Respiratory illness spreading through my flock

fmh

Chirping
Apr 3, 2018
32
60
84
One of my hens (Bovan Brown) started showing signs of a respiratory illness that has seemed to improve and worsen over the past two weeks and has also spread to three others in her pen. These are all production brown breeds (2 Bovan about 9 months old and 2 mystery mixes just over a year old).

The symptoms are sneezing crusty mucus buildup on their noses (photo below). I have to wipe the snot off or else they can start gasping. There is an infection-like smell in their nostrils. They're still eating and drinking and three of the four are still laying quite regularly. Haven't noticed significant swelling or ocular symptoms. It started after a heat wave. Poop looks pretty normal.

It also may have spread to two of my younger birds in the next run over (a 3-month old jersey giant (not sure of the weight, but quite large) and a 3-month old wyandotte/polish mix, bantam so quite small). These are just sneezing and have runny noses, but no infection smell and sneezing much less.

The birds spend the night in a coop with wood shavings bedding and the older ones free range during the day.

My 2 older leghorns and 3 chanteclers haven't shown any signs. They're all over 2 years.

I'd like to treat but haven't yet. There aren't many chicken vets around, and the ones I know are the very practical "just cull the whole flock and start over" type. I've quarantined the sick birds. We may cull "Patient Zero" the sickest Bovan Brown and send her for a necropsy, but would obviously like to avoid that if possible.

IMG_1962.JPG
 

Wyorp Rock

🐓 ❤ 🐛
Premium Feather Member
6 Years
Sep 20, 2015
40,108
57,626
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Southern N.C. Mountains
Where are you located in the world?

It would be good to seek vet care so you know what you are dealing with. There are several respiratory diseases that affect chickens. Infectious Bronchitis, Mycoplasma, Infectious Coryza and ILT are a few of the more common ones.
You can try treating with antibiotics to see if that helps treat the symptoms, but keep in mind that most respiratory diseases make birds carriers for life. Even the ones that never show any symptoms would be carriers.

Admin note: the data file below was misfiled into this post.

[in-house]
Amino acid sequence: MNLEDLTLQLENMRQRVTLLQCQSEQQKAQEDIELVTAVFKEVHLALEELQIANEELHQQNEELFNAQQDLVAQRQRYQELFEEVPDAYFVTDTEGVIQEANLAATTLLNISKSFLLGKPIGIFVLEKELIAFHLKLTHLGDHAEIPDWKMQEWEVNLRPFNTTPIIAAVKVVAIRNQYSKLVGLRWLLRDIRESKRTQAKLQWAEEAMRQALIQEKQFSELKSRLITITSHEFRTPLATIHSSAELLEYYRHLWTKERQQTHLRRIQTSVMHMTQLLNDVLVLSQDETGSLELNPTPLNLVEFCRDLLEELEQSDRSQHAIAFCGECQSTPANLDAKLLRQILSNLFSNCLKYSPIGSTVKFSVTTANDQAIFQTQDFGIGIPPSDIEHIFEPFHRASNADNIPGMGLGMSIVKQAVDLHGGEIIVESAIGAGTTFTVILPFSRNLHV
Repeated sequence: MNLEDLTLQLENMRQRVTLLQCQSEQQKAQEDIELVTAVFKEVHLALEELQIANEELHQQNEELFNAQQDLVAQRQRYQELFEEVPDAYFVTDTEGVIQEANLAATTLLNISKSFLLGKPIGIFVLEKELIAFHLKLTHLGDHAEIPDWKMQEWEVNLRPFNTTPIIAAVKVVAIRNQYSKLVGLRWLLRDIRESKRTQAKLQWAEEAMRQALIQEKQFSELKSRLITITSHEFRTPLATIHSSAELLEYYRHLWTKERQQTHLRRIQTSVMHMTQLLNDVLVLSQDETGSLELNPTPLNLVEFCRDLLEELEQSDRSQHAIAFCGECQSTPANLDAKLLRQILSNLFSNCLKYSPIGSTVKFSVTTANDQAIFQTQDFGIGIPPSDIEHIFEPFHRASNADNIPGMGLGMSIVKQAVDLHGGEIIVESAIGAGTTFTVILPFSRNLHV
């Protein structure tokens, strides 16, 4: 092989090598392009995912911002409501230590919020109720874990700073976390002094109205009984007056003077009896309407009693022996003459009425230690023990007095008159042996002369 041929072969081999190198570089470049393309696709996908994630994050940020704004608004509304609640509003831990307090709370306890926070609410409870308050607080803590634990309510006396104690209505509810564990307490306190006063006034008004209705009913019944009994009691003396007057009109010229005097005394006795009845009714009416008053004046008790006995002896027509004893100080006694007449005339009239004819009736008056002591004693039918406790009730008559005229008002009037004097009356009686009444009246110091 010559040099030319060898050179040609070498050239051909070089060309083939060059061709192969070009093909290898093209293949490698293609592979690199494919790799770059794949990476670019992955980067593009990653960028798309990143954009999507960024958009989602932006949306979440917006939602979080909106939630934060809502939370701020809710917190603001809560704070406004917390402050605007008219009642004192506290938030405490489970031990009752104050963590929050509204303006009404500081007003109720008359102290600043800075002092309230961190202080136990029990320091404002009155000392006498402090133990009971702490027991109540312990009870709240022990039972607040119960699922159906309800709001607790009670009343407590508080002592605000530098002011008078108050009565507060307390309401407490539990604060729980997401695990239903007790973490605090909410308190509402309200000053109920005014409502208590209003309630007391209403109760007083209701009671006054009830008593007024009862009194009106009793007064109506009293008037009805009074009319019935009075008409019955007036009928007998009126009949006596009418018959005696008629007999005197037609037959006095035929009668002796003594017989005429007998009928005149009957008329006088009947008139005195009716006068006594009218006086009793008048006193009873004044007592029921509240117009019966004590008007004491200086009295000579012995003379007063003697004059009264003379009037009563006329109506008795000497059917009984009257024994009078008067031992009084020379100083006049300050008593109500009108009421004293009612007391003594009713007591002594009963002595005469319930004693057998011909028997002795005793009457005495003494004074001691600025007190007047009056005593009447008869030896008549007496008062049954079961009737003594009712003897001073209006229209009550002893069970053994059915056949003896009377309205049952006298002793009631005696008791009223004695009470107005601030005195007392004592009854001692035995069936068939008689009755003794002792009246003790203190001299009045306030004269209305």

If you are in the US, you can find Tylan50 at feed stores like Tractor Supply or online.

"Patient Zero" may not necessarily be the "cause" of the illness. You have older hens that have not shown symptoms - they may actually be the initial carriers and your "newer" birds got it from them. But, it would not be a bad idea to get some testing done. Either through testing/necropsy at your state lab or by using an independent test lab like Zoologix
 

Abbey K

Hatching
Aug 19, 2019
3
4
9
Hi, I'm having sort of a similar problem. I have one bantam hen with crackly lungs. She's still active and eating and I've been treating her with antibiotics. I plan to switch to Tylan 50 as I've read it's very effective. The other chickens in her coop seem ok, but I've heard a little sneezing. I'm wondering if I should go ahead and treat the other three chickens in her own prophylactically. There are also a couple free range chickens that go near the bantams coop. There's no contact, but I wondered if they ought to be treated as well, or just keep an eye on them.

Thank you so much!
 

Wyorp Rock

🐓 ❤ 🐛
Premium Feather Member
6 Years
Sep 20, 2015
40,108
57,626
1,362
Southern N.C. Mountains
Hi, I'm having sort of a similar problem. I have one bantam hen with crackly lungs. She's still active and eating and I've been treating her with antibiotics. I plan to switch to Tylan 50 as I've read it's very effective. The other chickens in her coop seem ok, but I've heard a little sneezing. I'm wondering if I should go ahead and treat the other three chickens in her own prophylactically. There are also a couple free range chickens that go near the bantams coop. There's no contact, but I wondered if they ought to be treated as well, or just keep an eye on them.

Thank you so much!
Hi @Abbey K :frow Welcome To BYC
Which antibiotic have you been using for treatment?

Tylan50 is usually effective if you are treating symptoms of Mycoplasma. Not all respiratory diseases are bacterial.

Don't treat birds prophylactically, only treat ones that have clear symptoms of illness.
 

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